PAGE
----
Increasing the Odds: Improving Your Conference Presentation Proposal

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Summary:
Ever thought about speaking at a conference? People exchange information over lunch, linger after presentations, browse through the expos. Maybe you'd like to feed the knowledge mill in a bigger way. In this column, Lee helps you improve your chances of getting your presentation on the calendar.

Presenting at a recognized conference is a good way to increase your professional exposure (and probably get a free registration to the event). Usually the process begins by submitting a presentation proposal. As the program chair for a large, international testing conference, one of my many duties is selecting the session presentations. Having evaluated more than 160 proposals so far, I thought I might offer some tips for your next conference presentation proposal.

  • What's the Big Message?
    Program chairs and selection committees tend to look for what I call the big message-the single, most important idea that conference delegates will take from your presentation. Many of the proposals I get instead have many little messages swimming around but no single, unifying idea linking them all together. If the reviewer of your proposal can't find your main message, the audience is not likely to either. So focus on conveying a unifying theme or principle. 
     
  • Does this proposal have something new, interesting, or exciting to say?
    Proposals with the basic message "we should test" or "testing is good" will probably not be interesting to most attendees. We know that already. A good conference presentation will help us with what we don't know or provide a fresh perspective on an existing topic. 
     
  • Is it practical?
    I'm an old math major and I love a good double integral sign as much as the next person, but many conferences focus on practicality. My personal test is: "After this presentation, what can a delegate take back to the office and start doing next Monday that will help their organization?" Ask this about your own presentation before you submit it for review. 
     
  • Catchy titles help; cutesy ones don't.
    Titles announce the presentation. "The Wild Wild Web" is catchy. "GetItRight.com" is a little too cutesy for me. (Am I the only one who's tired of seeing ".com" on the end of everything?) Does the title "Grapefruit Testing" give you any idea about what you might hear at this session? Probably not. The best titles are those that accurately and succinctly describe the contents of the presentation. Don't be overly concerned with "catchy"-many conferences employ professionals who will retitle your presentation for you if required.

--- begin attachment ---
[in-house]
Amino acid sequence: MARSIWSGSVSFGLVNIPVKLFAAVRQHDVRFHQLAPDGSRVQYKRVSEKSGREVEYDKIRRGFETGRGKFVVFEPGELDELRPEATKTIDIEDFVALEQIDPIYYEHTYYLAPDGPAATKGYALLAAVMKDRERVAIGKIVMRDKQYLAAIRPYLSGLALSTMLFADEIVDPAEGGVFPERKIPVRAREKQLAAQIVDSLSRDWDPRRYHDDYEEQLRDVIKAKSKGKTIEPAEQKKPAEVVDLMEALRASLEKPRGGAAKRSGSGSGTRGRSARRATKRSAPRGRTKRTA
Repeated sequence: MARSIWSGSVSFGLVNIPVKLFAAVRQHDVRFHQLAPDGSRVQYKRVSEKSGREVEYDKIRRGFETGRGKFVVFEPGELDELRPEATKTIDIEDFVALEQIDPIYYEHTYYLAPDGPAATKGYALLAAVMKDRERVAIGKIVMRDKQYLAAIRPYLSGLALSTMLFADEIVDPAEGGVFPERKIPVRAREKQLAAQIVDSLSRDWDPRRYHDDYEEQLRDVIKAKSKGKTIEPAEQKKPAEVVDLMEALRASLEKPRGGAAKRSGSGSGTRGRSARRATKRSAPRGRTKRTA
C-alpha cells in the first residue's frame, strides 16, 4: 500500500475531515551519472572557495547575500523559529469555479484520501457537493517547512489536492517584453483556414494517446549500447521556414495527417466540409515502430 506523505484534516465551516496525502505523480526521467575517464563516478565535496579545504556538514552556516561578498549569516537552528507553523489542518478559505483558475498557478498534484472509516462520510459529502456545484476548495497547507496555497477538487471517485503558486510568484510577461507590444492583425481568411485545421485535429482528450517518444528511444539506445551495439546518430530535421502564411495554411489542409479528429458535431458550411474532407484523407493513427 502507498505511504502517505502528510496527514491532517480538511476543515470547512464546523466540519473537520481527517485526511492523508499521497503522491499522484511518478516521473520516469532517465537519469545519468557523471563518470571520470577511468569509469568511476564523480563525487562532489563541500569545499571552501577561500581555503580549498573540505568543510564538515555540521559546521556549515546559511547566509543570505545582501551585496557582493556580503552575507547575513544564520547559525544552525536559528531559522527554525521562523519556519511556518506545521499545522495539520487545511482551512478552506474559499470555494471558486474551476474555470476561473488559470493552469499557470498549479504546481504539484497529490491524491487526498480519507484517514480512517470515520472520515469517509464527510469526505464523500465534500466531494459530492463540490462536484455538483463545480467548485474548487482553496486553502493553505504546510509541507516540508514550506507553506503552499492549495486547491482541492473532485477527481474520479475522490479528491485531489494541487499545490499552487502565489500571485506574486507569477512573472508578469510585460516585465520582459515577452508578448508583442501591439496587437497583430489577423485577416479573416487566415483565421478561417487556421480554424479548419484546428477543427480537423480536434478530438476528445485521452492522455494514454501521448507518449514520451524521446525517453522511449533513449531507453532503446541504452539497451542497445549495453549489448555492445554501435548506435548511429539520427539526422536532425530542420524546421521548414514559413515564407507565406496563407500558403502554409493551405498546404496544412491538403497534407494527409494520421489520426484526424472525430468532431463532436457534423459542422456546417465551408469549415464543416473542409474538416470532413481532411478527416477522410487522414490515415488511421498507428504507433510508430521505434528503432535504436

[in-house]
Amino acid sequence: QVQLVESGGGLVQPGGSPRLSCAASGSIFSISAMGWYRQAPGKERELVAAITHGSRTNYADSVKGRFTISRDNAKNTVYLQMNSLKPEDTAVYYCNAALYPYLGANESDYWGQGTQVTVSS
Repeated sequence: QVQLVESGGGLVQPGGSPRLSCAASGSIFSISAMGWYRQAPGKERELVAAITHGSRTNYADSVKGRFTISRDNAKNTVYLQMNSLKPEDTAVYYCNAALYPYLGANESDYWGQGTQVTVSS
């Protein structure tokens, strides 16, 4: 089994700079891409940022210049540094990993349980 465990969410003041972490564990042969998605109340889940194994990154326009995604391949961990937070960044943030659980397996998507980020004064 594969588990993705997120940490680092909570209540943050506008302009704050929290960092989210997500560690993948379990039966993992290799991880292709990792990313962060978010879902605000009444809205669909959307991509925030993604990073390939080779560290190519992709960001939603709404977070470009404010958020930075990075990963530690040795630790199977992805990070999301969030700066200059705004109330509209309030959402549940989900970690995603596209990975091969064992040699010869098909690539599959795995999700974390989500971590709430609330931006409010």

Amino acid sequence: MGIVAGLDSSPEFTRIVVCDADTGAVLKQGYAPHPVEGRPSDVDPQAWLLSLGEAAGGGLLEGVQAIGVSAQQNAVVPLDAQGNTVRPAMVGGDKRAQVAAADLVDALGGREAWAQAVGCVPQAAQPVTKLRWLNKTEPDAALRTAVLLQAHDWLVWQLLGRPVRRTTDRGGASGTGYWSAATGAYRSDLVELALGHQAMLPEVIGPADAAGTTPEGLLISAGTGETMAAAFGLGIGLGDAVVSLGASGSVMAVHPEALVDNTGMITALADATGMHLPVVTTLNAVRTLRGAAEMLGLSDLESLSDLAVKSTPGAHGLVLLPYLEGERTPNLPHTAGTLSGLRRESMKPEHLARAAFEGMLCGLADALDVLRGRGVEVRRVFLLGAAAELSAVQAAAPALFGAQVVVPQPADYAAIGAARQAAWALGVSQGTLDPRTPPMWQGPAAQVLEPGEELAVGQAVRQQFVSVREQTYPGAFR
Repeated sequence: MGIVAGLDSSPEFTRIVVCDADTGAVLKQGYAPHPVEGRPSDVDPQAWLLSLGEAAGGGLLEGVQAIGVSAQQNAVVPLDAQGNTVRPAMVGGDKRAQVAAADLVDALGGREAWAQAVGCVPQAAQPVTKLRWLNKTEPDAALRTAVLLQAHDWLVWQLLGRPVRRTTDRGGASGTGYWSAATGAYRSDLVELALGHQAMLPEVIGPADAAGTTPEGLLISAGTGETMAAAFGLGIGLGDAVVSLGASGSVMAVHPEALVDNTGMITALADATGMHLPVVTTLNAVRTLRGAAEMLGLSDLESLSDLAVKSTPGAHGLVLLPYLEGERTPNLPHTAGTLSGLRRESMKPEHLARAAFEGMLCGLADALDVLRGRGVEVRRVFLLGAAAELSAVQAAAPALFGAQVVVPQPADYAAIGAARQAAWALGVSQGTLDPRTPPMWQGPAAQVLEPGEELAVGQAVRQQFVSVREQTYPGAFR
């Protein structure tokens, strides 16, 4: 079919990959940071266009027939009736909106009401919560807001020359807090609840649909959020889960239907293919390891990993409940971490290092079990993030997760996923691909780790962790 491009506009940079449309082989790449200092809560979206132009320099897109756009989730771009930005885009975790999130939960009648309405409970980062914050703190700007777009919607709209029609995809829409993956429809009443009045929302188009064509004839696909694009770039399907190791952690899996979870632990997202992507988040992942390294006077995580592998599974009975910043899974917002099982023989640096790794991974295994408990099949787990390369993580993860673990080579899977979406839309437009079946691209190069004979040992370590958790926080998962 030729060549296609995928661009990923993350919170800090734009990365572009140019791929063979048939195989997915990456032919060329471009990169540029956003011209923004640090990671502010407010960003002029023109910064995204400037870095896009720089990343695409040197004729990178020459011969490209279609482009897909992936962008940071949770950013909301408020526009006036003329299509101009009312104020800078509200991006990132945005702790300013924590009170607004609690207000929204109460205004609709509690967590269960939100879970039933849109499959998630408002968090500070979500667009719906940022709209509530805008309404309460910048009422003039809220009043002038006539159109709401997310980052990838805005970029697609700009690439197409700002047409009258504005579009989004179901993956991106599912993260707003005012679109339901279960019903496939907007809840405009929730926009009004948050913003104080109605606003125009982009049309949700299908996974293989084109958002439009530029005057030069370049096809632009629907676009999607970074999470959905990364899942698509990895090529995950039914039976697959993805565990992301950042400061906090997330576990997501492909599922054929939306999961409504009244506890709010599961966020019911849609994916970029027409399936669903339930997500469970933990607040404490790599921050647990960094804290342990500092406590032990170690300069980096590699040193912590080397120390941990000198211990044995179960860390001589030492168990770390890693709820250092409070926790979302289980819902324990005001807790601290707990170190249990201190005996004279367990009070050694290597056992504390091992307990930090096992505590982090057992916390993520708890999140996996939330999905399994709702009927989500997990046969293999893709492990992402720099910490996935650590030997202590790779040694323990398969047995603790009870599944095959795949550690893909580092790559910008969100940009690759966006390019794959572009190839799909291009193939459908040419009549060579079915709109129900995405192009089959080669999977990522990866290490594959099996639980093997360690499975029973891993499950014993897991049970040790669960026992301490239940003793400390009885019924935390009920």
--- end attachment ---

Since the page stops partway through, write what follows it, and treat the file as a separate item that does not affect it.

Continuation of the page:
• Are you targeting the right conference?
    Our industry has many conferences to offer-most targeting their own niche of the industry. There's PNSQC (Pacific Northwest Software Quality Conference); STAR (Software Testing, Analysis, and Review); ASM (Applications of Software Measurement); SEPG (Software Engineering Process Group); and a whole host of others. Be sure the topic of your presentation matches the topic behind the acronym of the event. 
  • Do NOT misspell "test" or "quality."
    Yes, it's really true. I received proposals with these rather important words misspelled. Need I say more? 
     
  • Resumes don't matter very much.
    What matters most to me are the big message, the practical nature of your focused ideas, and your ability to present both the material and yourself well to your audience. It's good to include your background on the subject and any public speaking credentials you may have. But when it comes to resumes longer than the proposal, as the country song goes, "That don't impress me much." 
     
  • Don't oversubmit.
    Oversubmission can easily be interpreted as dilution or desperation. Neither is very pretty. Submitting two proposals with identical content but different titles (it happens) is not particularly impressive either. "On the other hand" (as Tevye in Fiddler On the Roof was fond of saying), if you feel you have something important to say on more than one topic, please submit multiple proposals. 
     
  • Don't undersubmit.
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About the author

Lee Copeland's picture Lee Copeland

Lee Copeland has more than thirty years of experience in the field of software development and testing. He has worked as a programmer, development director, process improvement leader, and consultant. Based on his experience, Lee has developed and taught a number of training courses focusing on software testing and development issues. Lee is the managing technical editor for Better Software magazine, a regular columnist for StickyMinds.com, and the author of A Practitioner's Guide to Software Test Design. Contact Lee at lcopeland@sqe.com.

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